The Independent Television Commission is to seek undertakings from two rival consortia who submitted identical bids for the new Channel 5 licence that they did not collude.
Following a meeting of its members yesterday, the commission announced it wanted "firm and binding" reassurances from Channel 5 Broadcasting and Virgin TV, both of whom bid pounds 22,002,000 for the licence, that they did not share information in preparing their submissions a fortnight ago.
In the teeth of widespread industry scepticism, both consortia have insisted that their matching bids were a coincidence. Suspicion grew when it emerged that on the morning of the deadline for bids, Channel 5 Broadcasting, which is led by Pearson and MAI, upped its offer by pounds 1,000.
The commission said in a statement that any collusion "which undermined the competitive tendering process to the disadvantage of other applicants" would be "wholly unacceptable". It added: "Applicants who were found to have colluded ... would be regarded by the commission as not being fit and proper persons to hold a licence. Their applications would be rejected and if any such collusion came to light after the grant of a licence, that licence would revoked."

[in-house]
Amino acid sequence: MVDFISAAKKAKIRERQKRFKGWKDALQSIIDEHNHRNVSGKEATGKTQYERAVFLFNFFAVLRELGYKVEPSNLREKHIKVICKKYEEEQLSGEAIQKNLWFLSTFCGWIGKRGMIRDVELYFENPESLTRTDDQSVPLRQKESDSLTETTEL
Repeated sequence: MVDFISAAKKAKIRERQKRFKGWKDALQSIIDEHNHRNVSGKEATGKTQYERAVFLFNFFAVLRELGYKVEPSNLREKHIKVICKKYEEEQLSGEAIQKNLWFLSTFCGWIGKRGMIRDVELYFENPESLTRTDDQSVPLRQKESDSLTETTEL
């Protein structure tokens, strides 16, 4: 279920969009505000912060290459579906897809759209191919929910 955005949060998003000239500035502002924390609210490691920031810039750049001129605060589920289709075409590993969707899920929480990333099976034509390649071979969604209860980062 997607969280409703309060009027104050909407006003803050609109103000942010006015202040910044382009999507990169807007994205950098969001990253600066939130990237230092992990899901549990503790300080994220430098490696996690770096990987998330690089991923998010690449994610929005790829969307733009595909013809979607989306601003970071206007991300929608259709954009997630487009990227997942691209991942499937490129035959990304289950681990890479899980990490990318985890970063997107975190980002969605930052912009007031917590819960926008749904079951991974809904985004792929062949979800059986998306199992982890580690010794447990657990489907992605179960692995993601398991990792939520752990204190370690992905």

Under the1990 Broadcasting Act, the commission is obliged to award the Channel 5 licence to the highest bidder provided it meets quality thresholds and has a sound business plan. New Century Television, which included Rupert Murdoch's BSkyB and Granada, confounded industry expectation and bid the lowest with pounds 2m, while UK TV, a surprise late contender backed by Canadian broadcaster CanWest and the British independent producer SelecTV, topped the bidding with pounds 36m.
Robert Devereux, chairman of Virgin TV, welcomed the commission's initiative, adding: "We will furnish whatever undertakings are required."
In the meantime, an independent inquiry is under way into how Coopers & Lybrand acted as reporting accountants for Channel 5 Broadcasting on its bid, while its management consultancy arm advised Virgin TV. The findings of the inquiry will be passed to the commission.Reuse content